TUN DAIM ON CURRENT MALAYSIAN POLITICS…

Posted on March 5, 2012

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Former Finance Minister, Tun Daim gave his rare interviw to mainstream media. He does not talk much. He prefers to remain as a “backroom boy”  in Malaysian politics. He walks the talk but not otherwise. People use to dub him as a reluctant politician and there are some who see him as an ever-willing partner in business. As a close friend of former Prime Minister, Tun Dr. Mahathir Mohamad, his opinion on politics, especially is still being sought and relevant. Yesterday, he shared his view with Mingguan Malaysia, .  Excerpt of the full interview by the translated by NST, as apeared on 5 March 2012:

Interview with Malaysia’s former Finance Minister Tun Daim Zainuddin NST 4 March 2012

By Mazlinda Mahmood and Akil Yunus

KUALA LUMPUR: Kedah-born Tun Daim Zainuddin — Malaysia’s former Finance Minister and a long-time UMNO treasurer — speaks frankly about issues affecting Malaysia and Malaysians, in this translation of an interview that appeared in the Malay language daily, Mingguan Malaysia.

Q: What do you think of the country’s political development in 2012?
A: As we can see, the country’s political transformation seems to be more effective. The government has taken several initiatives and acted on what the Opposition had wanted to do like abolish ISA. I see the Peaceful Assembly Act as the main catalyst for change. At first, it was heavily criticised but the decision to allow Anwar’s supporters to gather outside the court on Jan 2 in the spirit of the new act which at the time has not been gazetted, silenced critics.

I will not comment on Anwar’s acquittal because the Attorney General’s Chambers has filed an appeal.

If you compare Anwar’s and Najib’s traits, you will be compelled to give higher marks to Najib. Najib has, in my opinion benefited from being Tun Razak’s son. From 1976 he has sharpened and shown his talents in politics, is skilled, more senior and experienced and has better network than those his age or more senior than him. He was in UMNO Youth several years before Anwar and is used to the personalities and issues faced by the party. His mind is very sharp in closed door meeting and he is extremely confident in facing the public. I am optimist about the political scenario this year. Najib has been tested with the toughest trials and tribulations and he is now ready to take the country forward. The most important issue now is whether Barisan Nasional (BN) is ready to move forward with him.

Q: This year, the main focus is the 13th General Election, do you think BN will be able to maintain its majority or otherwise?
A: It is up to the Prime Minister to decide on the most suitable time to call for the election. He can still announce the dissolution of the Dewan Rakyat in 2013 or allow Parliament to take its course and announce the election 60 days after Parliament is dissolved.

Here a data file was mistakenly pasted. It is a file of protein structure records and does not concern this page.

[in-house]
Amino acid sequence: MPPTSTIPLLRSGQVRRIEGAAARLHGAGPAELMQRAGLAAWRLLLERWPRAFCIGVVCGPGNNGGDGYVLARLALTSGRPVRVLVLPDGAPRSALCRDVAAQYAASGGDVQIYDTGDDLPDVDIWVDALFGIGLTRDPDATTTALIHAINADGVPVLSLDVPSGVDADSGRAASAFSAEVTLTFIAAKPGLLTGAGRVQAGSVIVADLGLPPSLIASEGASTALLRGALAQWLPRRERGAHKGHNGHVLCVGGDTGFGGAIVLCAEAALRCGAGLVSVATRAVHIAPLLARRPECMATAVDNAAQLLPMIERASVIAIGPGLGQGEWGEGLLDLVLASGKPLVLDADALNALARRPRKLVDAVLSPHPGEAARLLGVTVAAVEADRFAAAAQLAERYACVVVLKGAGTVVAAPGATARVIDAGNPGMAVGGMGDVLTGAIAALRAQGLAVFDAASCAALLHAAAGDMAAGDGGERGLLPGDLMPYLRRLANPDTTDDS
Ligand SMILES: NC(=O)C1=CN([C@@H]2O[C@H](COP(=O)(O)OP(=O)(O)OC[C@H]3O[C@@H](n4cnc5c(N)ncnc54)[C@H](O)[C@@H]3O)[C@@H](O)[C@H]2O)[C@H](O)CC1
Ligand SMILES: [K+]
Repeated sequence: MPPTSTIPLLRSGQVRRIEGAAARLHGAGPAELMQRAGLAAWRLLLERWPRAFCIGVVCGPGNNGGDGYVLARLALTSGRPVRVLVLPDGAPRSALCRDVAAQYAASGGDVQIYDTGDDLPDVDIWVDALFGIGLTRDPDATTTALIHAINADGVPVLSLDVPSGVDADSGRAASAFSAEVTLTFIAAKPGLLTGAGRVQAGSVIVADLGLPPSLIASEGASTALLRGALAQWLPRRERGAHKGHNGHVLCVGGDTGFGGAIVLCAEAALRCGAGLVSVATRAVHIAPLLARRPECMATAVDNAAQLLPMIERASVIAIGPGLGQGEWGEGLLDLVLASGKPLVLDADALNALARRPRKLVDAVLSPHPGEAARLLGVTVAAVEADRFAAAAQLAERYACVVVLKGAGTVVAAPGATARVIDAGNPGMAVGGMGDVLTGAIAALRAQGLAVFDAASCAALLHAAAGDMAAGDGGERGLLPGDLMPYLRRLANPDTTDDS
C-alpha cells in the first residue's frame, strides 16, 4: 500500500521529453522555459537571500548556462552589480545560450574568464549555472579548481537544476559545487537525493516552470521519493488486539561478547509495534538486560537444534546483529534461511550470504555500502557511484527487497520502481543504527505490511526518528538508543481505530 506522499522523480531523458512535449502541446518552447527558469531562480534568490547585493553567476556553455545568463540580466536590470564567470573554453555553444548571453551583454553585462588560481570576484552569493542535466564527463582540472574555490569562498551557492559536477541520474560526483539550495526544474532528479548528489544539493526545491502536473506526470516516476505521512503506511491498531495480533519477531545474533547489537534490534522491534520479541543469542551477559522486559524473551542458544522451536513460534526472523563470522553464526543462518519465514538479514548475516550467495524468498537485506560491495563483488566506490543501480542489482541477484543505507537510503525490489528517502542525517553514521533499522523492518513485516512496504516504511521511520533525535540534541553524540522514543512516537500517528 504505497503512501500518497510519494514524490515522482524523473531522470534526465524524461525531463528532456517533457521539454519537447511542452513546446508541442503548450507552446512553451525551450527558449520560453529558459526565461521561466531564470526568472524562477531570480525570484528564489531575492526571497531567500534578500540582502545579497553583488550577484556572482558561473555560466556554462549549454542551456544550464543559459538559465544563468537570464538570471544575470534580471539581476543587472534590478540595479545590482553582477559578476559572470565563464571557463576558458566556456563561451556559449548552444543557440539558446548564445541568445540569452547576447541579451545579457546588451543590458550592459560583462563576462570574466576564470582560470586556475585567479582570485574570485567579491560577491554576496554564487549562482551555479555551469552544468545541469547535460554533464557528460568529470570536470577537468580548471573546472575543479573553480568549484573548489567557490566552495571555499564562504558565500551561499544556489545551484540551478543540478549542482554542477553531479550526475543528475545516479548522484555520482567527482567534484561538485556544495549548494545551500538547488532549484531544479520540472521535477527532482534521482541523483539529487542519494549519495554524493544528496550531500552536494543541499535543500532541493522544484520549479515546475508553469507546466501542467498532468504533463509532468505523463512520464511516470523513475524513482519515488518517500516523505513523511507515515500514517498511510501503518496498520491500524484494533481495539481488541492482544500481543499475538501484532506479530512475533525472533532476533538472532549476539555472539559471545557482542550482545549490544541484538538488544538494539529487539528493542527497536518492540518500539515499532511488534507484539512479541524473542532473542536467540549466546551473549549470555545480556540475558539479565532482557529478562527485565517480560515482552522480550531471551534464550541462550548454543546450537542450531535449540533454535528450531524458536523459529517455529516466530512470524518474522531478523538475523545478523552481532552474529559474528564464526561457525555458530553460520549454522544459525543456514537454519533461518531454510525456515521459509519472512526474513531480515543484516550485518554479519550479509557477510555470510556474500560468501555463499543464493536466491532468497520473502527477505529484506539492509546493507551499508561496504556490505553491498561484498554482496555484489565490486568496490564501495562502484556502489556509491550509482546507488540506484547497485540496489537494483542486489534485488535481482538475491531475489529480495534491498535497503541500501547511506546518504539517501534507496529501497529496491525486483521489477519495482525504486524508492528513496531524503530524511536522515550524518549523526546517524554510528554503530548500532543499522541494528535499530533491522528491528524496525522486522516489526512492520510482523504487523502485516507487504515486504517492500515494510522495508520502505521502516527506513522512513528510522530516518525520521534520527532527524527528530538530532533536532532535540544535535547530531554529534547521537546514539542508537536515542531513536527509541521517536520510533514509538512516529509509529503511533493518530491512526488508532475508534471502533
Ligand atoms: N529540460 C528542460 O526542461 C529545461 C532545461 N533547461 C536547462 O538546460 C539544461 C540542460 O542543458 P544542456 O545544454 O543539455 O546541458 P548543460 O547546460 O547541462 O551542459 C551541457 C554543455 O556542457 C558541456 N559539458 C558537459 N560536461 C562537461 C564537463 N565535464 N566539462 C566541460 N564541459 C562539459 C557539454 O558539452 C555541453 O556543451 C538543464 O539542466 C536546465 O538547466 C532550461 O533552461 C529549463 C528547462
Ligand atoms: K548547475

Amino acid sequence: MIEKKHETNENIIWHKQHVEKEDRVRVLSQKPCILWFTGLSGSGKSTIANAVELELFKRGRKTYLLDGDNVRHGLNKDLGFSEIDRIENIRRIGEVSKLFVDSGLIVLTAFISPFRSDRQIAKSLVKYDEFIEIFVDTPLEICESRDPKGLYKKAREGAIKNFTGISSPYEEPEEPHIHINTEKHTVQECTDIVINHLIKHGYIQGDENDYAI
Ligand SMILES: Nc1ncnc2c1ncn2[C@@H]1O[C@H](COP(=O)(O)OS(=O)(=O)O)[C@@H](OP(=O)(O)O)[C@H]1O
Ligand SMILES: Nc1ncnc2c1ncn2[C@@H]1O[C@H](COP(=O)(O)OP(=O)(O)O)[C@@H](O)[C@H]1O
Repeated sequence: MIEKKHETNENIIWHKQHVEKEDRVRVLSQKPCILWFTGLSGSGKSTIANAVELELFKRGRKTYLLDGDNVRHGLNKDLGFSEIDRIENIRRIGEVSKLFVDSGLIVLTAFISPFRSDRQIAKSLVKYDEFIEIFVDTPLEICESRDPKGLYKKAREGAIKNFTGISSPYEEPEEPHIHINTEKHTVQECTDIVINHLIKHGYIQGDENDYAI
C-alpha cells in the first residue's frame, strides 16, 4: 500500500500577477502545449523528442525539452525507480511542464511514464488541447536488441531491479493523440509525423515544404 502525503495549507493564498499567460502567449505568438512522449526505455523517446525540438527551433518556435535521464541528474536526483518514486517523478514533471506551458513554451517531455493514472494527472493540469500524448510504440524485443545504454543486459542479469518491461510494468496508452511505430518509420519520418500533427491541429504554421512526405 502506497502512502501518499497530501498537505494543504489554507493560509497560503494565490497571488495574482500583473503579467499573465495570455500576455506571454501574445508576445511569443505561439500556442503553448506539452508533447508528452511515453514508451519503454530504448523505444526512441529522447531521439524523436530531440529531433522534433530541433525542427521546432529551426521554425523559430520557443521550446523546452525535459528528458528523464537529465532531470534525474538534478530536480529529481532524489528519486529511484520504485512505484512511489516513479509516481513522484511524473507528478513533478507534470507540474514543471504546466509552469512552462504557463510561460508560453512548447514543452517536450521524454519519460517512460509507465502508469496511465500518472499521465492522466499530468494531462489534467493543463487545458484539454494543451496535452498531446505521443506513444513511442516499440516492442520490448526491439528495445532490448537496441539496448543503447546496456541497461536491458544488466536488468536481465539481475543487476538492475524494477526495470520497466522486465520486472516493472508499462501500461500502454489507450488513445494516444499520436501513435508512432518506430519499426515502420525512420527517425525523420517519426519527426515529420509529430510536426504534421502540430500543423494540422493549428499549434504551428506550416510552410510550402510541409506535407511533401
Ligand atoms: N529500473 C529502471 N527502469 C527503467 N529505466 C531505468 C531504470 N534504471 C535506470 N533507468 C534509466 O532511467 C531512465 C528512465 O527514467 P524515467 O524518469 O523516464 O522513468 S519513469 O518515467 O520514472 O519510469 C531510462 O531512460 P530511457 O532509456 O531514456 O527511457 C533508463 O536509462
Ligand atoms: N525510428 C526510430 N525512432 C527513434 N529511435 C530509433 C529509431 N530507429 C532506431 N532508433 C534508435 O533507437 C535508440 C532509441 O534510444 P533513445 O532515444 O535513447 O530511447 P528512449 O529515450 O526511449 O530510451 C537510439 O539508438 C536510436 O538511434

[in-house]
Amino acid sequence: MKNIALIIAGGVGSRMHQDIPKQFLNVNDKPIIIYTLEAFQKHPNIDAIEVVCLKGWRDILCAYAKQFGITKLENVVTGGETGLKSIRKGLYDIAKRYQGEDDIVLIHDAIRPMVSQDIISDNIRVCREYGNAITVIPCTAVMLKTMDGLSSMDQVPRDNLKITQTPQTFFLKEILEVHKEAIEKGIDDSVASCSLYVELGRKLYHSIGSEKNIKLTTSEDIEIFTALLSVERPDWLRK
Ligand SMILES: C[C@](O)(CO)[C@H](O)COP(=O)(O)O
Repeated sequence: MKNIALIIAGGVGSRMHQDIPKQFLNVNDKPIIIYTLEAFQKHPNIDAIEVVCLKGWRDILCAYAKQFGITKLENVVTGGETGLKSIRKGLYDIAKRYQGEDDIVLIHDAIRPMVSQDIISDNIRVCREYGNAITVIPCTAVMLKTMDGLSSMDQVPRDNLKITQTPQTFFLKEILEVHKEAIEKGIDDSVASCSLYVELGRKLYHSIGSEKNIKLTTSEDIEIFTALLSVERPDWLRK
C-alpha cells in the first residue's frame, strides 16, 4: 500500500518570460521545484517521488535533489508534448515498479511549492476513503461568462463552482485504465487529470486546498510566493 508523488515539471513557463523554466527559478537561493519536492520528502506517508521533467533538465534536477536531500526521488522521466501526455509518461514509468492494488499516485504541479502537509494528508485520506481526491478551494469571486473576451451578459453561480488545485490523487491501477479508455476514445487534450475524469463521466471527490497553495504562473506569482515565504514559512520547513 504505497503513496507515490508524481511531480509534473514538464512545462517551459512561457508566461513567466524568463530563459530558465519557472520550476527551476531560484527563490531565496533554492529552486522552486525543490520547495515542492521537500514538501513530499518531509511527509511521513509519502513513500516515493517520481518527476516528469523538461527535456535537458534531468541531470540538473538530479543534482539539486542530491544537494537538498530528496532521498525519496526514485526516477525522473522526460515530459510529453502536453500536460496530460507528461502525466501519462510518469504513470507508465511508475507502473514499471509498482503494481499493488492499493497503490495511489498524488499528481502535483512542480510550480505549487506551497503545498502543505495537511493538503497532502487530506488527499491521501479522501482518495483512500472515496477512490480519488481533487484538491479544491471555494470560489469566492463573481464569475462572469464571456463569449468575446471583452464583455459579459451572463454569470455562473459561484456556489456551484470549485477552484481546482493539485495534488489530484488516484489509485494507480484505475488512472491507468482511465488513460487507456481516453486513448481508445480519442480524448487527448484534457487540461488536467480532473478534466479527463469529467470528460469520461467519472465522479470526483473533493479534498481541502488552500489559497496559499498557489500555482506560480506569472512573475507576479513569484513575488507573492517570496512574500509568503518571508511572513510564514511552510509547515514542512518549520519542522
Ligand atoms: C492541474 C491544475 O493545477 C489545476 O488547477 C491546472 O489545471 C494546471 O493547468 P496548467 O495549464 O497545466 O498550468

There are signs of new confidence in the country’s economy. There are certainty and reliability, and I have always stressed on these two aspects whenever I talk about the economy. I believe BN has a better advantage to have a more outstanding result now compared to previous years. It will be a great battle and the side which makes less mistakes will win.

Talking about the Chinese voters, they are feeling sidelined and want something better because they have been influenced by an agenda mastermind like Lim Kit Siang. He has played up to their sentiments but failed to see several important issues that have been raised.

The Chinese have invested a lot in education. They want to secure their future. This is a matter of communication. The government has never sidelined the Chinese. We have to convince them using statistics. Malay political parties never have any intention to bring down the opportunities of the Chinese but things are now improving. In the end, the Constitution will become the best guarantee in ensuring the harmony of all races. It has been equipped with a safety net and a just judicial system for all, and not one group can take away any privileges from other races.

The challenge now is to continue to develop the economy for everyone’s benefit. All businesses should keep growing and investment must be made in new talents and new areas. All communities have to cooperate to develop new talents in various sectors. The world is the market. The Malays are not the Chinese’s competitors and vice versa. We must steer students to mix with all races from primary school.

If you ask me if Malaysian politics has become more racist, my answer is no. The new media has brought change and irresponsible politicians have entered their radar to introduce new rhetoric to gain popularity. They have succeeded, but it is the people’s responsibility to think wisely and move away from the mainstream political scenario’s rhetoric and focus their time and energy on the new political philosophy. We must remember that Malaysia is our country and we all love our country and want to see it continue to prosper to benefit from its prosperity. Therefore, we must stay united. Unity will bring stability and peace and with our rich natural resources, the country will succeed.

Q: Do you think BN could regain control of states under the Opposition or lose more states to them?
A: From what I can see, Parti Keadilan Rakyat (PKR) is the most skilled in politics compared to other Pakatan allies. They have more voice in injecting “fitnah” (slander) ideas. The word fitnah has power in the context of the local political arena. This is because PKR is a party that was conceived from the concept of fitnah and conspiracy. As long as there are people who accept fitnah and conspiracy, PKR will continue to exist.